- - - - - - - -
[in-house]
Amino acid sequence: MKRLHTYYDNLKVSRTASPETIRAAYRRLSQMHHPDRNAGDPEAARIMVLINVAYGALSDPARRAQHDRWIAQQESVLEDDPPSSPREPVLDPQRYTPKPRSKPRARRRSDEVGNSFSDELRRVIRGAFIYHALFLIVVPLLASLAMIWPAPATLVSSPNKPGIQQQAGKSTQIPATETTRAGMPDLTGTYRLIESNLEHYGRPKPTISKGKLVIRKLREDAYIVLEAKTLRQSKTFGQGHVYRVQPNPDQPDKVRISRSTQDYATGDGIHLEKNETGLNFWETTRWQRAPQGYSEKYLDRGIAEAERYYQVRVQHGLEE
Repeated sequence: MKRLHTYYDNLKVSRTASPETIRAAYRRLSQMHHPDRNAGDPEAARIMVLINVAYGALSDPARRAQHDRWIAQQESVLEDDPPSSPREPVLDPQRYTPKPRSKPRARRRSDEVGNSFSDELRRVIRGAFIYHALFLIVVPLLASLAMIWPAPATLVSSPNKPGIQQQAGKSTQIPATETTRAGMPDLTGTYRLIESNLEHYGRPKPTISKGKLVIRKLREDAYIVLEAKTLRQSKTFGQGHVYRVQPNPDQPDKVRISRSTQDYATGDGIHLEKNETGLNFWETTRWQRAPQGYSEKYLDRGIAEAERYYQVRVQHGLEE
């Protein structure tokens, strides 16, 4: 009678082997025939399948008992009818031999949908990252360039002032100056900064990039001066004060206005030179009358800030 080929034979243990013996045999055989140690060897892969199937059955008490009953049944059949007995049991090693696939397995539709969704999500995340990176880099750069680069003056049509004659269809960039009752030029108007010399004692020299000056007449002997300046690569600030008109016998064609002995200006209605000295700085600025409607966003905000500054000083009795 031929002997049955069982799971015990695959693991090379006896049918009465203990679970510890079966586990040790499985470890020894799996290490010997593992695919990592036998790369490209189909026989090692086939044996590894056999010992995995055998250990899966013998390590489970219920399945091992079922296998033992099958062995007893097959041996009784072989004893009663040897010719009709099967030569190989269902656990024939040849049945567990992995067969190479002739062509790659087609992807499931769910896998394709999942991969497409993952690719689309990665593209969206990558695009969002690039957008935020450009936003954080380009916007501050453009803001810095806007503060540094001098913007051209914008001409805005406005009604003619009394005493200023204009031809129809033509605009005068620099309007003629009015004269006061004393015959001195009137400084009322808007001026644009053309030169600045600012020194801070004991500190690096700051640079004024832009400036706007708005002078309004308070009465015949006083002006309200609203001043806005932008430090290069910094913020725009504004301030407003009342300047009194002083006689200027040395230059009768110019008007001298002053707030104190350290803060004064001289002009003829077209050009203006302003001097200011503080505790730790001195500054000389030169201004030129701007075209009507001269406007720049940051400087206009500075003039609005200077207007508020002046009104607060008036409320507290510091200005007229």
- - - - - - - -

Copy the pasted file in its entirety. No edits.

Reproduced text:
[in-house]
Amino acid sequence: MKRLHTYYDNLKVSRTASPETIRAAYRRLSQMHHPDRNAGDPEAARIMVLINVAYGALSDPARRAQHDRWIAQQESVLEDDPPSSPREPVLDPQRYTPKPRSKPRARRRSDEVGNSFSDELRRVIRGAFIYHALFLIVVPLLASLAMIWPAPATLVSSPNKPGIQQQAGKSTQIPATETTRAGMPDLTGTYRLIESNLEHYGRPKPTISKGKLVIRKLREDAYIVLEAKTLRQSKTFGQGHVYRVQPNPDQPDKVRISRSTQDYATGDGIHLEKNETGLNFWETTRWQRAPQGYSEKYLDRGIAEAERYYQVRVQHGLEE
Repeated sequence: MKRLHTYYDNLKVSRTASPETIRAAYRRLSQMHHPDRNAGDPEAARIMVLINVAYGALSDPARRAQHDRWIAQQESVLEDDPPSSPREPVLDPQRYTPKPRSKPRARRRSDEVGNSFSDELRRVIRGAFIYHALFLIVVPLLASLAMIWPAPATLVSSPNKPGIQQQAGKSTQIPATETTRAGMPDLTGTYRLIESNLEHYGRPKPTISKGKLVIRKLREDAYIVLEAKTLRQSKTFGQGHVYRVQPNPDQPDKVRISRSTQDYATGDGIHLEKNETGLNFWETTRWQRAPQGYSEKYLDRGIAEAERYYQVRVQHGLEE
């Protein structure tokens, strides 16, 4: 009678082997025939399948008992009818031999949908990252360039002032100056900064990039001066004060206005030179009358800030 080929034979243990013996045999055989140690060897892969199937059955008490009953049944059949007995049991090693696939397995539709969704999500995340990176880099750069680069003056049509004659269809960039009752030029108007010399004692020299000056007449002997300046690569600030008109016998064609002995200006209605000295700085600025409607966003905000500054000083009795 031929002997049955069982799971015990695959693991090379006896049918009465203990679970510890079966586990040790499985470890020894799996290490010997593992695919990592036998790369490209189909026989090692086939044996590894056999010992995995055998250990899966013998390590489970219920399945091992079922296998033992099958062995007893097959041996009784072989004893009663040897010719009709099967030569190989269902656990024939040849049945567990992995067969190479002739062509790659087609992807499931769910896998394709999942991969497409993952690719689309990665593209969206990558695009969002690039957008935020450009936003954080380009916007501050453009803001810095806007503060540094001098913007051209914008001409805005406005009604003619009394005493200023204009031809129809033509605009005068620099309007003629009015004269006061004393015959001195009137400084009322808007001026644009053309030169600045600012020194801070004991500190690096700051640079004024832009400036706007708005002078309004308070009465015949006083002006309200609203001043806005932008430090290069910094913020725009504004301030407003009342300047009194002083006689200027040395230059009768110019008007001298002053707030104190350290803060004064001289002009003829077209050009203006302003001097200011503080505790730790001195500054000389030169201004030129701007075209009507001269406007720049940051400087206009500075003039609005200077207007508020002046009104607060008036409320507290510091200005007229």